Saturday 28 April 2007

What happens if you ask the customer (user)?

Dell started some time ago a web page where the public was asked for comments on improvement ( – by now the list is quite impressive – at least in length. Such open community processes are really exciting to watch. I am curious which of those suggestions are implemented and how successful it is to listen to customers direct responses. If it works well others are probably trying it, too…

To make the most out of these suggestions and comments it seems essential to perform a detailed analysis (perhaps taking into account temporal dynamics of the conversation additionally to the content) – looks like another really interesting field for text-mining.

Friday 27 April 2007

Don’t wash your dishes before loging on to the computer

This morning I washed my dished (manually in a kitchen sink) and afterwards (with dry hands) I tried to log on to my computer using the finger print scanner. My thumb did not work anymore. Looking closer at my thumb it seemed clear that this looked temporarily different as it was in the water for 10 minutes. A few minutes later the thumb is back to normal, but I already logged using a password. What do I learn from this – If I will do a ubicomp project in the kitchen (similar to things we did in Munich) I will not use finger print scanners for authentication.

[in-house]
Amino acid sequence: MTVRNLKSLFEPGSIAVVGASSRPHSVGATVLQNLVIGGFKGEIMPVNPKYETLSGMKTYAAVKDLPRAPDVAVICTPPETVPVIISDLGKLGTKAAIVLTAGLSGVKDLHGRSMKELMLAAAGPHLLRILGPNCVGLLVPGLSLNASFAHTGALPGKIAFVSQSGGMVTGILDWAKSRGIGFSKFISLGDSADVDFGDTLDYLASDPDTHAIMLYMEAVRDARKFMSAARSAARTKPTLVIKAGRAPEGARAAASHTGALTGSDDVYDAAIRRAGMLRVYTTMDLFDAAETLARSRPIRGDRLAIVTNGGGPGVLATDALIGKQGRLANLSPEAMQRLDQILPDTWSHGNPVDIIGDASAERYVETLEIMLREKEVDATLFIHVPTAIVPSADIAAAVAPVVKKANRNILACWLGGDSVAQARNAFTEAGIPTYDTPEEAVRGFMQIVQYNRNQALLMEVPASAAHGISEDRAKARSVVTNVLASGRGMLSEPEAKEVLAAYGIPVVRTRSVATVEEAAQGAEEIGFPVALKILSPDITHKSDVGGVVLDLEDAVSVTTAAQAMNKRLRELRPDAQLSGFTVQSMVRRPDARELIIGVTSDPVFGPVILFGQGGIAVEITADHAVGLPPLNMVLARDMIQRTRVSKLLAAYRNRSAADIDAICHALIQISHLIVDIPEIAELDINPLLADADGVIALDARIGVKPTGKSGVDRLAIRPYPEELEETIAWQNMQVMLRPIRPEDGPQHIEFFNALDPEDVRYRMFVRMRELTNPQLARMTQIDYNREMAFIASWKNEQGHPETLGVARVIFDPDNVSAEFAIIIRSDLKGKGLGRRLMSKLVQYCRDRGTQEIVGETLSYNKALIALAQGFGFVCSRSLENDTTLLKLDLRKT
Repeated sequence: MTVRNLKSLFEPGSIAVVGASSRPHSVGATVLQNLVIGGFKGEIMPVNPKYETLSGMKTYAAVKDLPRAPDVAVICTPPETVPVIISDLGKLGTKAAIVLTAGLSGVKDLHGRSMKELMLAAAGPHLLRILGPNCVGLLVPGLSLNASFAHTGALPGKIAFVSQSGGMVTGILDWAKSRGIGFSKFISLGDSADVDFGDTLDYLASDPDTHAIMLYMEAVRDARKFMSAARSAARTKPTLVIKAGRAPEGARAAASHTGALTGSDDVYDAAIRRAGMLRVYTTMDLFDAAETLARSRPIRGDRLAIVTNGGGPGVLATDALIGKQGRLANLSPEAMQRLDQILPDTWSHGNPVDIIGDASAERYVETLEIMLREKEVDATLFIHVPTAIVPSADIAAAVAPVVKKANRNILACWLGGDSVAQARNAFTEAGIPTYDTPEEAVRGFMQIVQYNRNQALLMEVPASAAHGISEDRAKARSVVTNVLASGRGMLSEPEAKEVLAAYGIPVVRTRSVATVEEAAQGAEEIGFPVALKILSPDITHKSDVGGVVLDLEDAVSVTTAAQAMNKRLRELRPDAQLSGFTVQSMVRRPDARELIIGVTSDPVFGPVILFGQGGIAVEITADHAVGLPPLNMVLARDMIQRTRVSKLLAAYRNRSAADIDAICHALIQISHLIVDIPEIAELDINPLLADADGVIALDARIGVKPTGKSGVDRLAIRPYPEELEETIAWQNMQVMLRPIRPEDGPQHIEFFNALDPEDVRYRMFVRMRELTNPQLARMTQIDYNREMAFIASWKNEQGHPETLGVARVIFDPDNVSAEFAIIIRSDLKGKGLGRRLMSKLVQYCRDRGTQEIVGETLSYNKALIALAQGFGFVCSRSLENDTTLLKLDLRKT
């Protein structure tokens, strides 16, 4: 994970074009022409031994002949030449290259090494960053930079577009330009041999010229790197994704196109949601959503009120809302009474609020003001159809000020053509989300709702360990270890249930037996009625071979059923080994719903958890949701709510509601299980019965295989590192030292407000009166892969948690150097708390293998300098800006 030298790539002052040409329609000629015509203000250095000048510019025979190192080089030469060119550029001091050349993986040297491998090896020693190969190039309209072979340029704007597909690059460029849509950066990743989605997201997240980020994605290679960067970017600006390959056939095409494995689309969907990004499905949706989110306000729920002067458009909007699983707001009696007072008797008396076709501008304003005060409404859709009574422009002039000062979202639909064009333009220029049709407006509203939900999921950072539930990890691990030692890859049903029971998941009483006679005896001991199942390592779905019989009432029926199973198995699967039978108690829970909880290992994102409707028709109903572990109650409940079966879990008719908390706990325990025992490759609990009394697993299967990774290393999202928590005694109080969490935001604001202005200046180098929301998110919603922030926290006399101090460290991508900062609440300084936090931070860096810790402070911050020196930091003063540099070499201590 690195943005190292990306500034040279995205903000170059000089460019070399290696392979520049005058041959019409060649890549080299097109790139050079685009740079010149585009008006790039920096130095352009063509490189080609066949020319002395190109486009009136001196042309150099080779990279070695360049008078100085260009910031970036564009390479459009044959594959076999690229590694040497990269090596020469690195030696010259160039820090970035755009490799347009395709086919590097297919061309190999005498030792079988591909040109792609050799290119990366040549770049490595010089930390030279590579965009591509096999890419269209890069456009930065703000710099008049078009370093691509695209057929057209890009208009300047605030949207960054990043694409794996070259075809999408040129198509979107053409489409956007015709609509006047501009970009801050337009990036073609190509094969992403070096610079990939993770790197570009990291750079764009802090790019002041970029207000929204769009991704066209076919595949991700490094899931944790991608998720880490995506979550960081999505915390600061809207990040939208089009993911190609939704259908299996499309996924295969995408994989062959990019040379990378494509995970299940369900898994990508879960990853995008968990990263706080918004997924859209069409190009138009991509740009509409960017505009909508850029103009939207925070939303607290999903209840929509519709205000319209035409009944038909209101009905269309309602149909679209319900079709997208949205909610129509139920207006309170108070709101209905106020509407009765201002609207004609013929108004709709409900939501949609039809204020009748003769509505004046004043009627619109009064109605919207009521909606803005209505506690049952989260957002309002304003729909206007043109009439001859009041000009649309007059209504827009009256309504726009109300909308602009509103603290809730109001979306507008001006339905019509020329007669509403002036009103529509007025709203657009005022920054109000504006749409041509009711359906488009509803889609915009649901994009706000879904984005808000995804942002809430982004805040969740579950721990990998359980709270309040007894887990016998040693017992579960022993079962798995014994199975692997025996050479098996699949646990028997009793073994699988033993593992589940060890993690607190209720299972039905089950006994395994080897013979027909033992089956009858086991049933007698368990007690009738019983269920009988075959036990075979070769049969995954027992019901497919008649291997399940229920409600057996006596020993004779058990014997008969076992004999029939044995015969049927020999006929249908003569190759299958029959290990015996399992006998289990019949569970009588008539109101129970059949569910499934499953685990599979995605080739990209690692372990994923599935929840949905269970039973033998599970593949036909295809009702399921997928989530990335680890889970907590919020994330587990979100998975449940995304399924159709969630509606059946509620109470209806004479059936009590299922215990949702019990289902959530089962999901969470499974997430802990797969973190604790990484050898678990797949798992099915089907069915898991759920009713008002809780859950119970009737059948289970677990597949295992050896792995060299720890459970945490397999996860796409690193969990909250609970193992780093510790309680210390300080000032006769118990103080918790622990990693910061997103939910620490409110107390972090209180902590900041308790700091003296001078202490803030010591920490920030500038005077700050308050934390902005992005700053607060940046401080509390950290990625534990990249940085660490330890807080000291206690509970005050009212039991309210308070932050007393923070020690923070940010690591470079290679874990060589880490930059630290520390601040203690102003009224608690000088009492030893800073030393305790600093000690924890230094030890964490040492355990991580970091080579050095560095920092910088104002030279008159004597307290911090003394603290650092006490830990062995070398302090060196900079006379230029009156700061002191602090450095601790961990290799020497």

What would happen if I had to wash dishes before entering the US ;-)

Panel on Users as Producers at Schloss Birlinghoven

In the castle on campus Ute Schütz and Michael Krapp from IAIS and SCAI organize a public panel discussion on citizen journalism and Web 2.0 trends. The discussion looked at the topic from several angles including technology, content, and communication. I had the honour to be on the panel with Wolfgang Back, Frank Patalong, Moritz „mo.“ Sauer and Thomas Tikwinski.

On issue was how much blogs are (mis)used to transport information or to do advertising. The web seems to be to many people a very believable medium. This reminded me of an article I read some time ago on story-telling o n the web (Miller, J. 2005. Storytelling evolves on the web: case study: EXOCOG and the future of storytelling. interactions 12, 1 (Jan. 2005), 30-47. DOI= I think something along this lines would an interesting project with students.

The questions what is going to change in the near future on the WWW brought many trend statements out, but for me it is amazing that most of the infrastructure and technology we need to make this happen is out there. One comment which I think is really true is that it is more an more about content and communication again. As Thomas said before the panel – most of the great things that are called Web 2.0 have been in the original proposal for the WWW (e.g. annotations by everyone or users as editors) – but now technology is finally there that people can use it.